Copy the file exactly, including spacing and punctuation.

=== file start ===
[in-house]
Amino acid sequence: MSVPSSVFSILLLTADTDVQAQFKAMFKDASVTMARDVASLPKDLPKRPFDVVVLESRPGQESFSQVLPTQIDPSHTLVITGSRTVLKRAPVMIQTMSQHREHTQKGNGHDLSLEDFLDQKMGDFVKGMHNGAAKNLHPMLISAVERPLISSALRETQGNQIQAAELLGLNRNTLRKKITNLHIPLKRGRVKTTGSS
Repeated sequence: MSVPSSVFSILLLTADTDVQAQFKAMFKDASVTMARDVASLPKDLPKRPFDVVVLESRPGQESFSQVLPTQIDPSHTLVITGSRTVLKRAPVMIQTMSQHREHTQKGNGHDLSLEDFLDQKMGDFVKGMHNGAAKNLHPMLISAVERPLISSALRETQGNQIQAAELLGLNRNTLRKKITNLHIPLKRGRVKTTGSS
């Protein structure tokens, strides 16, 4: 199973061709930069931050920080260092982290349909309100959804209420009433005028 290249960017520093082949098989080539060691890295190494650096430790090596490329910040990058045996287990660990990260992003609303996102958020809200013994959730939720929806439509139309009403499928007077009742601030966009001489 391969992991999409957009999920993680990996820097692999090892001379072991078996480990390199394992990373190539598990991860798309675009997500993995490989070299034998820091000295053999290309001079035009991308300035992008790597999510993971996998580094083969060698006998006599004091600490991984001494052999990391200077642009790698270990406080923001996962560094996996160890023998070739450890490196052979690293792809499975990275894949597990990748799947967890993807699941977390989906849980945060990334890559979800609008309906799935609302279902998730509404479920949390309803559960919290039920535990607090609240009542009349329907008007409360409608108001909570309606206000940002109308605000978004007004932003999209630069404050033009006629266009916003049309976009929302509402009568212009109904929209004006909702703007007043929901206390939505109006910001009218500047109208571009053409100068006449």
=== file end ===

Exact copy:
[in-house]
Amino acid sequence: MSVPSSVFSILLLTADTDVQAQFKAMFKDASVTMARDVASLPKDLPKRPFDVVVLESRPGQESFSQVLPTQIDPSHTLVITGSRTVLKRAPVMIQTMSQHREHTQKGNGHDLSLEDFLDQKMGDFVKGMHNGAAKNLHPMLISAVERPLISSALRETQGNQIQAAELLGLNRNTLRKKITNLHIPLKRGRVKTTGSS
Repeated sequence: MSVPSSVFSILLLTADTDVQAQFKAMFKDASVTMARDVASLPKDLPKRPFDVVVLESRPGQESFSQVLPTQIDPSHTLVITGSRTVLKRAPVMIQTMSQHREHTQKGNGHDLSLEDFLDQKMGDFVKGMHNGAAKNLHPMLISAVERPLISSALRETQGNQIQAAELLGLNRNTLRKKITNLHIPLKRGRVKTTGSS
């Protein structure tokens, strides 16, 4: 199973061709930069931050920080260092982290349909309100959804209420009433005028 290249960017520093082949098989080539060691890295190494650096430790090596490329910040990058045996287990660990990260992003609303996102958020809200013994959730939720929806439509139309009403499928007077009742601030966009001489 391969992991999409957009999920993680990996820097692999090892001379072991078996480990390199394992990373190539598990991860798309675009997500993995490989070299034998820091000295053999290309001079035009991308300035992008790597999510993971996998580094083969060698006998006599004091600490991984001494052999990391200077642009790698270990406080923001996962560094996996160890023998070739450890490196052979690293792809499975990275894949597990990748799947967890993807699941977390989906849980945060990334890559979800609008309906799935609302279902998730509404479920949390309803559960919290039920535990607090609240009542009349329907008007409360409608108001909570309606206000940002109308605000978004007004932003999209630069404050033009006629266009916003049309976009929302509402009568212009109904929209004006909702703007007043929901206390939505109006910001009218500047109208571009053409100068006449």